Landscape architecture – far more than just ‘pretty plants’
Beautiful buildings need an equally attractive setting to show them off at their best. Landscape architect Denise Sidwell is FSB’s “go to” professional in this vital area, and over a 30-year career she has created attractive, functional environments and innovative features for everything from corporate offices to military installations, and even the Oklahoma State Capitol building. In this brief article, she shares some thoughts on her specialized field and how it’s evolved over the years.
Q. Many people hear the words “landscape architect” and mistakenly think that professionals in your field do nothing but choose plants. What types of expertise are actually needed?
A. This is a common misconception. As landscape architects our role is very complex. We actually collaborate with virtually all of the architectural and engineering specialists who design a project. We work with other team members to design and determine the placement of buildings, sidewalks, plazas, trails, walls, irrigation systems, lighting, security systems, parking lots, utilities — even where future roads will be located. This requires us to work extensively with a cross spectrum of engineers, including structural, civil, electrical, mechanical, security and fire prevention. Once the site infrastructure and other parameters of the building are established, then landscape architects like myself are also responsible for selecting furniture, plantings and other outdoor accents.
Q. You have been in the field for many years. What are some of the trends you’ve seen develop?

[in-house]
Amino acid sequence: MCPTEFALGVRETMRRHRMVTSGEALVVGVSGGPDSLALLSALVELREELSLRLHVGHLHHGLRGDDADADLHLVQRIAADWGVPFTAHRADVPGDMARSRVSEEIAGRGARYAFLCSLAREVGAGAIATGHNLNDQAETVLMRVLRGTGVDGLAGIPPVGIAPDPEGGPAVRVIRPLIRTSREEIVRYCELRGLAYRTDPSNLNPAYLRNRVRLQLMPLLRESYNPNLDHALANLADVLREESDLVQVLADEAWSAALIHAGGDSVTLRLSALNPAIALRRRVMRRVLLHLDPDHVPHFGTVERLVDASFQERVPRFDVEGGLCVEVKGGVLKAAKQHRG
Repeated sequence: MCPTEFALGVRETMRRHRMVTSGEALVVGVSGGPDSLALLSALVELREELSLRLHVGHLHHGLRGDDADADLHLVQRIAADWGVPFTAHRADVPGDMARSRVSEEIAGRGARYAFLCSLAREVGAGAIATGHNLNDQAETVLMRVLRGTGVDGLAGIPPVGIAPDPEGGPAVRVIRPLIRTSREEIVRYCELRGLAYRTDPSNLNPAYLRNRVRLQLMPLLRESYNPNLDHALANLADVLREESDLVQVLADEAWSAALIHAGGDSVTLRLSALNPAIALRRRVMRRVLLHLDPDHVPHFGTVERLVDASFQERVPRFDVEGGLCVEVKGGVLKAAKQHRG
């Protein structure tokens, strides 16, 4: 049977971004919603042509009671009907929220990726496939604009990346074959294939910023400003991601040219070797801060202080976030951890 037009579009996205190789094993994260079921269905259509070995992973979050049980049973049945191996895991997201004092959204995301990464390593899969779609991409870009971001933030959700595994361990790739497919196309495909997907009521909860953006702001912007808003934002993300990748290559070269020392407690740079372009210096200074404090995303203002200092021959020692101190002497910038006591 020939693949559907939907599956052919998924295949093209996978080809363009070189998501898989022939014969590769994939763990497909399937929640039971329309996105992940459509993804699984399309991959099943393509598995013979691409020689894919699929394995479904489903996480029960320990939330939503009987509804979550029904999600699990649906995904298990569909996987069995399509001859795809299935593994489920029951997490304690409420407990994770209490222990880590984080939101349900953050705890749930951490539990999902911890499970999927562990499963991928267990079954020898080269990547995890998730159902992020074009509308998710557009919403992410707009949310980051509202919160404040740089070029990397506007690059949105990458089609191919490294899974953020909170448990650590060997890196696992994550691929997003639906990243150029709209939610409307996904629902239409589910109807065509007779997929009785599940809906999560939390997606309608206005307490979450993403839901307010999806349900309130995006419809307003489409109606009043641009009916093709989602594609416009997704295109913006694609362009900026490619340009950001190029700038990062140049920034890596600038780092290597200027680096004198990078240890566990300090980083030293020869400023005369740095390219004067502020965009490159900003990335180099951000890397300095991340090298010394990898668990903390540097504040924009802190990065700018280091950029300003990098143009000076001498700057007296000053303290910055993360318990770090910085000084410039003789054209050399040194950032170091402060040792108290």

A. Right now lighting is one of the things that’s changed the most, just because of the technology advancing. Lights are much smaller; they’re more efficient; controls can be placed in multiple locations; and timer systems are much more precise. We’re also getting away from high-pressure sodium lights, which produced the “orangey” look of years past, and clients are requesting accent and security lights in a wide variety of colors.
Throughout the entire architectural field there’s a real focus on quality of life now, and on creating environments that foster the well-being of everyone who uses them. This philosophy is one reason why access to the outdoors is being emphasized. In keeping with this trend, rooftop gardens are increasingly popular as a way to help connect people with nature. They serve a more practical purpose as well, since they provide a form of insulation that helps with the heating and cooling of the building itself and prolongs the life of the heating, ventilation and HVAC systems. You get these same benefits from green roofs, which are becoming very popular. The difference between the two lies in that green roofs are partially or completely covered with vegetation, which is planted over a waterproofing membrane and may include drainage and irrigation systems.
The increased focus on well-being carries over into fitness, which also impacts the landscape architect’s role. Bicycle and walking trails are being incorporated into more and more projects, as a way to encourage physical activity.
Q. “Sustainability” is often used as a buzzword, when in fact it’s actually a routine design feature. How does this focus on sustainability factor in to what you do?
A. Sustainability is a huge consideration in landscape architecture and in architecture as a whole. Some of the basics are to use trees, flowers and other plants that are native to a region, or that require less water and overall care. But other trends are emerging, and one of the major changes is in the way people collect water. A lot of commercial and even private buildings are using rooftop cisterns to collect rainwater, which is then filtered and used either to water the landscape or in some cases routed into the building’s heating and cooling systems.